The Catcher in the Rye

ISBN9780316769488
PublisherLittle Brown and Company
Published5/2/1995
Pages224
AuthorJ.D. Salinger
FormatMASS MARKET
Weight0.2 Kg.
Height6.8 in.
Width4.2 in.
Depth0.8 in.

The Catcher in the Rye

J.D. Salinger

MASS MARKET

5/2/1995

Anyone who has read J.D. Salinger's New Yorker stories--particularly A Perfect Day for Bananafish,Uncle Wiggily in ConnecticutThe Laughing Man, and For Esme With Love and Squalor--will not be surprised by the fact that his first novel is full of children. The hero-narrator of The Catcher in the Rye is an ancient child of sixteen, a native New Yorker named Holden Caulfield. 

Through circumstances that tend to preclude adult, secondhand description, he leaves his prep school in Pennsylvania and goes underground in New York City for three days. The boy himself is at once too simple and too complex for us to make any final comment about him or his story. Perhaps the safest thing we can say about Holden is that he was born in the world not just strongly attracted to beauty but, almost, hopelessly impaled on it.

There are many voices in this novel: children's voices, adult voices, underground voices-but Holden's voice is the most eloquent of all. Transcending his own vernacular, yet remaining marvelously faithful to it, he issues a perfectly articulated cry of mixed pain and pleasure. However, like most lovers and clowns and poets of the higher orders, he keeps most of the pain to, and for, himself. The pleasure he gives away, or sets aside, with all his heart. It is there for the reader who can handle it to keep.

The Catcher in the Rye

J.D. Salinger

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Information

ISBN9780316769488
PublisherLittle Brown and Company
Published5/2/1995
Pages224
AuthorJ.D. Salinger
FormatMASS MARKET
Weight0.2 Kg.
Height6.8 in.
Width4.2 in.
Depth0.8 in.

Synopsis

Anyone who has read J.D. Salinger's New Yorker stories--particularly A Perfect Day for Bananafish,Uncle Wiggily in ConnecticutThe Laughing Man, and For Esme With Love and Squalor--will not be surprised by the fact that his first novel is full of children. The hero-narrator of The Catcher in the Rye is an ancient child of sixteen, a native New Yorker named Holden Caulfield. 

Through circumstances that tend to preclude adult, secondhand description, he leaves his prep school in Pennsylvania and goes underground in New York City for three days. The boy himself is at once too simple and too complex for us to make any final comment about him or his story. Perhaps the safest thing we can say about Holden is that he was born in the world not just strongly attracted to beauty but, almost, hopelessly impaled on it.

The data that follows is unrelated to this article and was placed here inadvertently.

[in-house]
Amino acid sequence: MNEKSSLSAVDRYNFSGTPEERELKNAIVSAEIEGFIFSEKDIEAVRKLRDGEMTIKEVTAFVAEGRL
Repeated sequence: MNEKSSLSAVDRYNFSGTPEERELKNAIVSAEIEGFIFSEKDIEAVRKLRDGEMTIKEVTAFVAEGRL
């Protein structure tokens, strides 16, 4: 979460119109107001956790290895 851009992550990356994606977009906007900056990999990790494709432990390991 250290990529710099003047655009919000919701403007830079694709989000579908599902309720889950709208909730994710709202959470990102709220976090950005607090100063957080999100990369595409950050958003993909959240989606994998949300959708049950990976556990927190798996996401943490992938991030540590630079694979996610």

There are many voices in this novel: children's voices, adult voices, underground voices-but Holden's voice is the most eloquent of all. Transcending his own vernacular, yet remaining marvelously faithful to it, he issues a perfectly articulated cry of mixed pain and pleasure. However, like most lovers and clowns and poets of the higher orders, he keeps most of the pain to, and for, himself. The pleasure he gives away, or sets aside, with all his heart. It is there for the reader who can handle it to keep.

Editorial Reviews

"Holden's story is told in Holden's own strange, wonderful language by J. D. Salinger in an unusually brilliant novel, "The Catcher in the Rye."

– New York Times

"Teenagers can relate to it because of its complex themes of rebellion, identity and independence but I would recommend you read it before you're an adult otherwise you may have the urge to slap Holden for his actions when reading the book!"

– Washington Post

"For U.S. readers, the prize catch in The Catcher in the Rye may well be Novelist Salinger himself. He can understand an adolescent mind without displaying one."

– Time